Federal overreach, abortion and legal experience were the issues four Republican attorney general candidates were asked about at a discussion presented by Liberty Forum and sponsored by Utah Eagle Forum.

Rachel Terry, Trent Christensen, Derek Brown and Debby Mylar (standing in for her husband Frank Mylar, who is the candidate) took the stage Wednesday in Orem to answer questions. The four Republican candidates are running against Austin Hepworth (unaffiliated), W. Andrew McCullough (Libertarian), Michelle Quist (United Utah), Rudy J. Bautista (Democratic) and David Carlson (Democratic).

The forum occurred a couple weeks ahead of the Utah Republican Convention on April 27.


The moderator asked each candidate to describe what they have done “to defend the pro-life issue and to protect unborn babies.” Terry described herself as a “pro-life, pro-Second Amendment, pro-families candidate.” She said the work the state of Utah has ahead is “to fight for the statutes that were passed — the trigger laws.”

Brown spoke about the necessity of curtailing federal overreach and said he was “thrilled” by the Supreme Court decision. “If there’s three things that Biden can’t undo that Trump did, it’s (Neil) Gorsuch, (Brett) Kavanaugh and (Amy Coney) Barrett.” He said he would defend Utah’s abortion law, that his family was “pro-life in terms of our politics” and that he was pleased the Dobbs decision returned abortion decisions back to the state.

Debby Mylar said her husband Frank Mylar has defended sidewalk counselors pro bono in court after they had been prosecuted (she said the counselors were talking to women about abortion alternatives and that Mylar won the case). Debby Mylar noted that Frank Mylar had filed a brief to support the state’s pro-life laws.

Christensen said the issue of abortion was sent back to the states after decades of strategic work by organizations and officials to get the right case in federal court, and he believes that judicial reform is necessary. “We need to be pro-adoption, we need to be pro-everything that relates to this,” he said.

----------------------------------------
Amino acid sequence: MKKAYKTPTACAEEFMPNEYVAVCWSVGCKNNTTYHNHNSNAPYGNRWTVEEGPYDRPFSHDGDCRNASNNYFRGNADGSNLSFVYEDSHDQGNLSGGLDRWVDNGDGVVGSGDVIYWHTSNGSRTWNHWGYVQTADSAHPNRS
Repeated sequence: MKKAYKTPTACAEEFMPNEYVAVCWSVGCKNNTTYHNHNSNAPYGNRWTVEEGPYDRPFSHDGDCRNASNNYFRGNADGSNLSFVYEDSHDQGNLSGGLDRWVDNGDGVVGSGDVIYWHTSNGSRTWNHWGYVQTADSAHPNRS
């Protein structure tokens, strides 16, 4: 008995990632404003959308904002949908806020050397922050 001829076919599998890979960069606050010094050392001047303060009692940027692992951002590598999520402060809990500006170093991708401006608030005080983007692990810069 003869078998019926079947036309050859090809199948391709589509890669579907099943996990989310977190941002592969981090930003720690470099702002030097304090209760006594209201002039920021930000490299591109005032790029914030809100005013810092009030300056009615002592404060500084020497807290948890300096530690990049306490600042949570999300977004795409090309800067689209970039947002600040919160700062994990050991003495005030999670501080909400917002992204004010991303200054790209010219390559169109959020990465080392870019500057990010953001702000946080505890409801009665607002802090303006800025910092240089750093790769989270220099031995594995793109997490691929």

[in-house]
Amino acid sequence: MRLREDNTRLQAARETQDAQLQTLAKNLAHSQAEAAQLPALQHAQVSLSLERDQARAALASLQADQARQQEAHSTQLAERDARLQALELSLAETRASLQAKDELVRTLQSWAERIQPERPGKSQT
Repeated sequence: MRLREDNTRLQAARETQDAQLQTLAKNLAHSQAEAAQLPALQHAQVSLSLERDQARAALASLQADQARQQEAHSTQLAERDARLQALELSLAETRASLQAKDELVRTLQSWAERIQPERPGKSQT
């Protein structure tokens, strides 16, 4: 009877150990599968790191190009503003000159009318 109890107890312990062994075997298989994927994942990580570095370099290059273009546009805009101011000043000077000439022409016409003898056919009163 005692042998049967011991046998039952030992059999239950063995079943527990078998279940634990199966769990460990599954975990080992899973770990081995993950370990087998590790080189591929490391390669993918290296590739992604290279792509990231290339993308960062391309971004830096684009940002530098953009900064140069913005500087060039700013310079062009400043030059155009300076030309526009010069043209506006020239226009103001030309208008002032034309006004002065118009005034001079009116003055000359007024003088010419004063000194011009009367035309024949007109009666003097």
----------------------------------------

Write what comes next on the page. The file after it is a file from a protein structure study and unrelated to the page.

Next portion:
Federal overreach

Debby Mylar said Frank Mylar would fight federal overreach on land and “fight to kick out the Department of Justice” from sexual assault cases. “He helped ranchers in southern Utah over 20 years ago to protect their right to graze on federal lands,” Mylar said. “He will continue to do whatever he can as your next attorney general to push back against federal overreach in Utah.”

Christensen said the No. 1 thing that needs to happen is Donald Trump needs to be the next president. He said with Trump as president, Utah would be helped on this issue. He also added that he would fight federal overreach on land as it pertains to tourism. In addition to overreach on lands, Christensen said the state needs an attorney general who will prosecute issues related to trafficking.

Terry said federal overreach is an important issue because it needs to be turned around now. She said she agreed with Christensen that Trump needed to be elected and outlined three areas where she said federal overreach needs to be addressed: public lands, energy and education. Terry pointed toward her experience working with schools and universities on Title IX issues.

Brown said he was optimistic about the prospect of Chevron deference changing (it’s a fancy term referring to judicial deference that the court gives to administrative actions). If Chevron deference changes, he said “the courts then will be on our side, not the regulator’s side” and unelected government bureaucrats’ power would be subdued. “If Chevron is overturned, which I am hoping it is, there will be hundreds of lawsuits that we will file. They will not just be on lands, they will be on energy, education, on every one of these issues.”

Republican Utah attorney general candidates differentiate themselves at forum

Legal experience

The four candidates were asked about their legal experience that prepared them to run for attorney general. Here are bulleted lists of their answers.


  • Said he worked for two of the largest firms in the country.
  • Spent time working with a federal judge and worked for Sen. Mike Lee.
  • Has done litigation work and filed briefs with the Supreme Court.
  • Served on judicial committee while in the Utah Legislature.
  • Worked with private clients on legal issues including issues at the state legislature from a lobbying perspective.


  • Handled juvenile court abuse cases and constitutional claims.
  • Handled numerous 10th Circuit Court of Appeals arguments.
  • Supervised attorneys in the attorney general’s office.
  • Has run his own law firm for 24 years and also has performed pro bono litigation protecting parental rights.
  • Has represented an airline as well as numerous jury trials.


  • Said he could talk about his case work, but wanted to talk about his goals.
  • Wants to ensure that every vote counts.
  • Stated he would support law enforcement so they can prosecute crimes.
  • Has the goal of securing the border.
  • Use the whole office to achieve these goals.


  • Has practiced law in Utah courts for 20 years.
  • Worked on difficult cases involving death and constitutional rights violations.
  • Said she would fight for state’s rights.
  • Stated that she is the head of an agency with a $200 million budget and 35 employees doing similar working to the attorney general.
  • Said people in the Utah attorney general’s office trust her.

Contributing: Brigham Tomco